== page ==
A series of pipe tests with circumferential surface cracks has been conducted along with fracture toughness tests using single-edge notch tension (SENT) specimens having similar crack depths and crack orientations as the surface-cracked pipes. This paper presents observation of measured fracture toughness variation due to the crack depth and discusses the effect of constraint on the material resistance to fracture.

Crack-tip-opening displacement (CTOD) measurements were obtained with the use of a dual clip-gauge mounted on both the SENT specimens and center of the surface-cracks in the pipes. CTOD was obtained at both the crack initiation and during the crack growth through the ligament. CTOD is a direct measure of the material toughness in the pipe and SENT tests. CTOD at crack initiation and during crack growth can also be related to the material J-Resistance (J-R) curve. Commonly, the material resistance is assumed to be the same for all circumferential surface-crack geometries in a surface-cracked pipe fracture mechanics analyses. However, based on experimental observations on a series of recently conducted surface-cracked pipe tests, the CTOD at the center of the surface crack at the start of ductile tearing and maximum moment changed with the depth of the surface crack. This is believed to be a constraint effect on plasticity in the ligament which depends on crack depth. The CTOD values at crack initiation were decreasing linearly with crack depth. This linear decrease in CTOD trend with flaw depth was also observed in SENT tests.

More importantly, the decrease in CTOD with surface crack depth was significant enough that the failure mode changed from being limit-load to elastic-plastic fracture even in relatively small-diameter TP304 stainless steel pipe tests. This toughness drop explains why the Net-Section-Collapse (limit-load) analysis overpredicted the maximum moment for some crack geometries, and why the deeper surface cracks tore through the pipe thickness at moments below that predicted by the NSC analysis for a through-wall crack of the same circumferential length. An “Apparent NSC Analysis” was developed in a companion paper to account for the changing toughness with crack depth [1].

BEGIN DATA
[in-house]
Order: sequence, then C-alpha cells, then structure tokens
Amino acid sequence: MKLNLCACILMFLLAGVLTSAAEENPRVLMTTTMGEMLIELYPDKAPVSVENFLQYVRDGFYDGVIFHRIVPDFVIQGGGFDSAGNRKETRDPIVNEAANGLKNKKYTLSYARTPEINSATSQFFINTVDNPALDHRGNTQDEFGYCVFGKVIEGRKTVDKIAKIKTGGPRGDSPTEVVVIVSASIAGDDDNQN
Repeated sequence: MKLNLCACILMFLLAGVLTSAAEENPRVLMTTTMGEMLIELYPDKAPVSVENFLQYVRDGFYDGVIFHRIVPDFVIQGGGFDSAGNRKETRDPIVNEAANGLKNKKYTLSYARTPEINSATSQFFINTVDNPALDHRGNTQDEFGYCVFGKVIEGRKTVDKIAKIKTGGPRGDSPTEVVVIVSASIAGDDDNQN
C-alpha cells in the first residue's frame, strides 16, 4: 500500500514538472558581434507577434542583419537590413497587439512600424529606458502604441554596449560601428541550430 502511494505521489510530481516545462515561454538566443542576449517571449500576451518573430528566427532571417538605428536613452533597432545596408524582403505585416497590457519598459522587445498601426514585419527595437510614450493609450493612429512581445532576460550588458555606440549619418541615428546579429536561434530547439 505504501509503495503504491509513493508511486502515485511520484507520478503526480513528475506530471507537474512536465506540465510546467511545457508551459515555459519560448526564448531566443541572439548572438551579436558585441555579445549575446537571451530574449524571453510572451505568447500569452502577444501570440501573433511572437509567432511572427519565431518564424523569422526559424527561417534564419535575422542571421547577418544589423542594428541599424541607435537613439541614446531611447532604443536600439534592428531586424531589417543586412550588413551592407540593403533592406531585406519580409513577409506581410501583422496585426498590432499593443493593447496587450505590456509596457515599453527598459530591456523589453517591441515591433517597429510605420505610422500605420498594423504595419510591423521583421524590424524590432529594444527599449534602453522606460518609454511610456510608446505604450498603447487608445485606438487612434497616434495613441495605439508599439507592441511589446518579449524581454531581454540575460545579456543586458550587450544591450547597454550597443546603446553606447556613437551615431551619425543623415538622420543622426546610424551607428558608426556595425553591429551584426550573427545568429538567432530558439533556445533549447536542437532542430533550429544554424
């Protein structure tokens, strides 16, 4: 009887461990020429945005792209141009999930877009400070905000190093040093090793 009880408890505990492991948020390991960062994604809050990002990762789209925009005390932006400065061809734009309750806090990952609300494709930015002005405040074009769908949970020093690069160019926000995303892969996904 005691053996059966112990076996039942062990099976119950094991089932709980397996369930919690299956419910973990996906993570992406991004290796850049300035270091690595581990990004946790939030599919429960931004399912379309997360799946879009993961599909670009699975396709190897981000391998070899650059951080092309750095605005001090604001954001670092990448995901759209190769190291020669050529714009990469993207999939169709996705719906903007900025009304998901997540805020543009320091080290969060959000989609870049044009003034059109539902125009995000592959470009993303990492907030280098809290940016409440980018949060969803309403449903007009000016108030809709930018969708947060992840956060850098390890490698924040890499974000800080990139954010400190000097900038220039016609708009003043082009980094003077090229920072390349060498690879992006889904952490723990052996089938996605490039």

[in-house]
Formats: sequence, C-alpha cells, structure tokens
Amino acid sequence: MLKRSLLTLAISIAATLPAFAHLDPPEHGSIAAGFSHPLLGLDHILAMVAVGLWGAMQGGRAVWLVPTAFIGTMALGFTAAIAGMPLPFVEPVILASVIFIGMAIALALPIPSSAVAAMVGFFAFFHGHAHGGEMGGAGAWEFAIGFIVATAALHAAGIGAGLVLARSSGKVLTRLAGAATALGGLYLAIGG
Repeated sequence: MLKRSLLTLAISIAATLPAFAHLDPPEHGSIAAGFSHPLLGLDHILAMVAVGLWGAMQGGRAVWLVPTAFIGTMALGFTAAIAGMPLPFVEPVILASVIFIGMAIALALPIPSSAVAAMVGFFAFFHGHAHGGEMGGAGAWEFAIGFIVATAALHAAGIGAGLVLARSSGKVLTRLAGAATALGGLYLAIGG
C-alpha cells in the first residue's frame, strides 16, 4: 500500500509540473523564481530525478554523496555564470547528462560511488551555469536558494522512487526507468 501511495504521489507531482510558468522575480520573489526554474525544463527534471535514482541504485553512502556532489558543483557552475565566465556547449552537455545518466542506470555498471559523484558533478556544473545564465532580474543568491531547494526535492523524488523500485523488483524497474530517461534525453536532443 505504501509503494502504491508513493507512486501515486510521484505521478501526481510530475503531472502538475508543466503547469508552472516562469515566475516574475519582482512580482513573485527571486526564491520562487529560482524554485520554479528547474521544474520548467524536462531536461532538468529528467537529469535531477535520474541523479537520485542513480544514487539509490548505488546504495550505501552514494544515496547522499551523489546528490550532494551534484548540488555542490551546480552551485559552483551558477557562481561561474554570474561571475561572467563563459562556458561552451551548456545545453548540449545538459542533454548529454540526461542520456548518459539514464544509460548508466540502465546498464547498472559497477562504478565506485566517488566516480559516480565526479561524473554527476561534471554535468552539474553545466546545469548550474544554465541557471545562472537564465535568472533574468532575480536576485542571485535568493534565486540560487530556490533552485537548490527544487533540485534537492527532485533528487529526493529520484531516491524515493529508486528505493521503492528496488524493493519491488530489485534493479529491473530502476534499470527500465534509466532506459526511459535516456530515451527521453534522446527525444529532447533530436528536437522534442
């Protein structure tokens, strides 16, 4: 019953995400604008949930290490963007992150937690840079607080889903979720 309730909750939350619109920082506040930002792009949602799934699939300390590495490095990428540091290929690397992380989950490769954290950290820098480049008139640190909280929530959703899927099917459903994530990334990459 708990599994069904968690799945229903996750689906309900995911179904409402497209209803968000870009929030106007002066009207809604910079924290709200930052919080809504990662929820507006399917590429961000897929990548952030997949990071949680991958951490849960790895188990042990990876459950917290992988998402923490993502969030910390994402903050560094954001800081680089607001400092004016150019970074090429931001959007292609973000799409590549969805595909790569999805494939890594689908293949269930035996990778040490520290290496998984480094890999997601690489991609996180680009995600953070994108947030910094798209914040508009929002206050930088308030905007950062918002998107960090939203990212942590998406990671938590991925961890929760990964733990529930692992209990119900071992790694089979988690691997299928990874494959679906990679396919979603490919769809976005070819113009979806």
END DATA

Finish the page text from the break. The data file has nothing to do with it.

Finally, this same trend in decreasing toughness with flaw depth is apparent in surface-cracked flat plates [2] and axial surface flaws in pipes [3]. The leak-before-break behavior for axial surface cracks is also not explained by numerical calculations of the crack-driving force when assuming the toughness is constant for all surface cracks and the through-wall cracks, but the change in toughness with surface flaw depth explains this behavior. Previously, axial flaw empirical limit-load solution was developed by Maxey and Kiefner [4], and is consistent with the observations from this paper.

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